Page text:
Continued Fight over Towers Near the Botanic Garden
Continued Fight over Towers Near the Botanic Garden
August 20th I was sitting in Judge Reginald Boddie's Court, Room 456, at 360 Adams Street to hear his ruling on the case of Boyd vs. Cumbo, the City Planning Department, and Cornell Realty, in which the plantiffs representing MTOPP (Movement to Protect the People) were trying to undo the rezoning of areas on Franklin Avenue, done so that two 16-story buildings could be erected. The defendants were claiming they had not been served properly and thus could not be sued. Judge Boddie refused to dismiss the case and instead scheduled a “traverse” to hear evidence so that he could decide if the case should proceed or be dismissed. The “traverse” was scheduled for September 9th. Just as during the session on the 20th, the court was packed with supporters of MTOPP, so was it similarly filled on the 9th. Every seat was occupied by concerned citizens, each wearing a flower, either in their hair or lapel. The court date on the 9th was an anticlimax. At issue was whether Cornell Realty's lawyer had been served properly. Ms. Wright, their lawyer, was served in a timely manner according to instructions she gave to Ms. Pruden, the person serving the papers, and afterwards acknowledged being served. Cornell Realty claimed she was not authorized to accept papers even though she was their lawyer. Ms. Wright decided not to come to court and apparently refused to take a call from the current lawyer for Cornell Realty. As she would not give evidence, Judge Boddie ruled Cornell had been served and set another date to proceed with the case – Oct. 7th. When I spoke to Alicia Boyd, who is representing MTOPP, she told me that she was not surprised. She said that if Ms. Wright had come to court she might have been in danger of perjuring herself. She believes the defendants are attempting to wear down the plantiffs by using delay to add to the expenditure of time and money in the case. She said she was confident the preliminary objections by the defendants would be swept away. Meanwhile she asked Judge Boddie to proceed with discovery so she that she can collect information about how the rezoning had taken place, in particular, how it had been passed without an environmental impact study. After the court session was over those who came to court assembled on the court house steps with Ms Boyd, everyone showing high spirits and good morale.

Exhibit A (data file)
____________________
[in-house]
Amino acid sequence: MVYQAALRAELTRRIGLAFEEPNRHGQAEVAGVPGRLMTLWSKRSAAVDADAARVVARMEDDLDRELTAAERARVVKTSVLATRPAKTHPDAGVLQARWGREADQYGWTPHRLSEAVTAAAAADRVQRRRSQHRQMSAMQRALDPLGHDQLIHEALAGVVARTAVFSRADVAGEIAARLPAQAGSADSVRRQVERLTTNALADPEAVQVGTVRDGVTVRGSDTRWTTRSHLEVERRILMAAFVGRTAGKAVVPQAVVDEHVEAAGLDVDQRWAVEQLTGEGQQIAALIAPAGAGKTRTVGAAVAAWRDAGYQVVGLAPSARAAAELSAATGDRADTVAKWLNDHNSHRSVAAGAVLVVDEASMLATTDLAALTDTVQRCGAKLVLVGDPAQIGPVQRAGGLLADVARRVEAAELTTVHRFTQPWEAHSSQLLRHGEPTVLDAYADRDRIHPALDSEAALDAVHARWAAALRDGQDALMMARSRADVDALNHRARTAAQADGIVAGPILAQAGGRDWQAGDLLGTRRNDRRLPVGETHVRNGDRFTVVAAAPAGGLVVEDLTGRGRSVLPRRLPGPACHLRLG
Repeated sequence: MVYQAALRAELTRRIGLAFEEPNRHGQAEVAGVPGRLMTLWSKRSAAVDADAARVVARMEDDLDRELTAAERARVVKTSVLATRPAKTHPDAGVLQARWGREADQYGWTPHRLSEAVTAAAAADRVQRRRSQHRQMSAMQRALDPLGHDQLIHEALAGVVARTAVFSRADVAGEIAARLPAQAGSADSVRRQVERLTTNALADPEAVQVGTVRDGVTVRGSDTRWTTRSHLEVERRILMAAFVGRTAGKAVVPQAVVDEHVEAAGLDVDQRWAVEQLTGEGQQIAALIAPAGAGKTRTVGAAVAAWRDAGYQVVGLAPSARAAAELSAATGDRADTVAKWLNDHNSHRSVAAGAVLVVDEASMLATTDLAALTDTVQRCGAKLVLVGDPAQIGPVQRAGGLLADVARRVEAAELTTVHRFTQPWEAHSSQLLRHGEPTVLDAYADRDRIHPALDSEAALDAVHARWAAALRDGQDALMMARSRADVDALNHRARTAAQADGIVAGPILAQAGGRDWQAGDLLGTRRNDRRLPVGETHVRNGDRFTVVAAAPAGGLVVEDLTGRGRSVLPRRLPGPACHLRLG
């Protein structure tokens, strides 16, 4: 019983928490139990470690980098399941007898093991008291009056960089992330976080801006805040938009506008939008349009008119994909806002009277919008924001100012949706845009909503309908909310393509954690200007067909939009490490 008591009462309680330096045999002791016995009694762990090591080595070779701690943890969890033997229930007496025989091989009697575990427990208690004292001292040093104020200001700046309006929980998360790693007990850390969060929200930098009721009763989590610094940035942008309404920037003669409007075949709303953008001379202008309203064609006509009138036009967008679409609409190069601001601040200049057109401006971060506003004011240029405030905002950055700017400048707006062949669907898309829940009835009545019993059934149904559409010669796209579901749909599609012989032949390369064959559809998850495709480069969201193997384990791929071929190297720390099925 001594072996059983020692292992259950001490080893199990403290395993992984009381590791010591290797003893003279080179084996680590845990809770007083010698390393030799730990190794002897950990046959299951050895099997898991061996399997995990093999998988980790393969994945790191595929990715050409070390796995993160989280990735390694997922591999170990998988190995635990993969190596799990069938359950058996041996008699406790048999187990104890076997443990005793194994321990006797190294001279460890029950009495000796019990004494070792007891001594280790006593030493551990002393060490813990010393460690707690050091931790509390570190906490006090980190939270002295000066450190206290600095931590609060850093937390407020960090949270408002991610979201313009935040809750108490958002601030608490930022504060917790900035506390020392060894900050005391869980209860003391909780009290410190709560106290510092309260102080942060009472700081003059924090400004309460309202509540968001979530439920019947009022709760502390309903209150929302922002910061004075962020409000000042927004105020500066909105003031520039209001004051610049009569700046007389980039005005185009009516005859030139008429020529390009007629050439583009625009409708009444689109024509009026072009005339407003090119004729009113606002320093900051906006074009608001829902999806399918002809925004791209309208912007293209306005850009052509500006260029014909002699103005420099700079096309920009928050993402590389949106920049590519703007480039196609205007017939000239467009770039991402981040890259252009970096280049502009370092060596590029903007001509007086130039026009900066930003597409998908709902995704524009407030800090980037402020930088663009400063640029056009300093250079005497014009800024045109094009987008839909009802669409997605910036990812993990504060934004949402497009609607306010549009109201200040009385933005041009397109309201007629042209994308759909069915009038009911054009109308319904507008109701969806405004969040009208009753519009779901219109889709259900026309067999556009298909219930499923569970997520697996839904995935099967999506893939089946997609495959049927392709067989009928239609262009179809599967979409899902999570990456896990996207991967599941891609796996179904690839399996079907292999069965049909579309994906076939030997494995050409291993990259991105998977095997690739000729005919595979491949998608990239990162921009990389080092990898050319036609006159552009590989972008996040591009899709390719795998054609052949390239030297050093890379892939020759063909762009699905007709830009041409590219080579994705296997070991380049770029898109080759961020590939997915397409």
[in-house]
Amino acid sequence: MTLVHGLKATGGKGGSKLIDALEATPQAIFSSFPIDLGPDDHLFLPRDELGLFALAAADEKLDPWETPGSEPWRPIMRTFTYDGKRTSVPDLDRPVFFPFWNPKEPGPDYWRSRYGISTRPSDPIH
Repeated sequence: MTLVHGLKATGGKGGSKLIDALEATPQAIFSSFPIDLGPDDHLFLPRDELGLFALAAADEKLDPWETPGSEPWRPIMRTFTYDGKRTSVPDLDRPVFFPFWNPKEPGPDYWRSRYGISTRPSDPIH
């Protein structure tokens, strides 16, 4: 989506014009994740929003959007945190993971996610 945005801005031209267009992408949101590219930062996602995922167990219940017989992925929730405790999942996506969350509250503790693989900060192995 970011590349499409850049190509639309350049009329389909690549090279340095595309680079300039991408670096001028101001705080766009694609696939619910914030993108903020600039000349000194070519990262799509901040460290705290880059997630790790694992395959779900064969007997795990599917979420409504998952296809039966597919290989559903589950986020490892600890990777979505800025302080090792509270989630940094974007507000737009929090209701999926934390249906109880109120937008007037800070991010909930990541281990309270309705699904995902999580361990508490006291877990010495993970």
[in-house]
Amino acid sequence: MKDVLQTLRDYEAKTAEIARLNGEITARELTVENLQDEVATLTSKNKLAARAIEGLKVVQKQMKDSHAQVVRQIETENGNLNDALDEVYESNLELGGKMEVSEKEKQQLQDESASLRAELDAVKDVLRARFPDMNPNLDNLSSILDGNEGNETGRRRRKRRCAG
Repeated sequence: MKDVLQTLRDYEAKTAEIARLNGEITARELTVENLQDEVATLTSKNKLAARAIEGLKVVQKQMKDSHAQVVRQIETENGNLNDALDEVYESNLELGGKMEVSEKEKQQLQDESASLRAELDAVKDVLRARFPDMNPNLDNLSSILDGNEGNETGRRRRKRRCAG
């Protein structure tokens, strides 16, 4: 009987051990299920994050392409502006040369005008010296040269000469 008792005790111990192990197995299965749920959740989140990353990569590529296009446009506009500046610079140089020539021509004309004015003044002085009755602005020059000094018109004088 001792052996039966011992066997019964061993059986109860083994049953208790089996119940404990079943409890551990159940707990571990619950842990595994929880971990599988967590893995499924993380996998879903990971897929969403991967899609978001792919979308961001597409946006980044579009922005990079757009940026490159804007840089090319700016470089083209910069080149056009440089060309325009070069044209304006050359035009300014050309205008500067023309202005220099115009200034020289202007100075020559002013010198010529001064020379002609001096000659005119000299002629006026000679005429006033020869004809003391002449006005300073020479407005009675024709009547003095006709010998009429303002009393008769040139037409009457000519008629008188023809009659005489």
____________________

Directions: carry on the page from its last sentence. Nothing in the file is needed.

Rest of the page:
So we were all were waiting for the Oct 7th meeting to see how the case would proceed. However, on Sept. 12 I got a call saying the court date had been changed and the next session would be on Sept. 17. MTOPP was hoping their supporters would turn out again to support the suit. I promised to do my best to be there and report on the new developments. September 17 came and I managed to make it down to court a third time. Again a large crowd of supporters of the lawsuit filled the court room. Judge Boddie was conducting a hearing on discovery. Alica Boyd, as the leader of MTOPP had submitted a list of items needed both to deal with the motion to dismiss the case and to proceed with its substance. When the session began Boddie read the list of items Boyd had asked for and then began going through it with the lawyers for Cornell Realty and the City Department of Planning to get a response. Right at the start the lawyer for Cornell told the court that Cornell would be appealing Boddie's ruling not to dismiss on the basis that Cornell had been properly served papers through Ms. Wright. The issue is of importance because on many documents Cornell is listed as an applicant for Land Use Revision, and Ms. Wright said in hearings that Cornell was the owner. Cornell's lawyer said Ms. Wright was not telling the truth – that in fact CPVI was the owner. Judge Boddie asked why Cornell did not correct the record. The lawyer said the testimony was not given under oath. Boddie asked whether Cornell only tells the truth under oath. It was an awkward moment and that question brought the exchange to an end.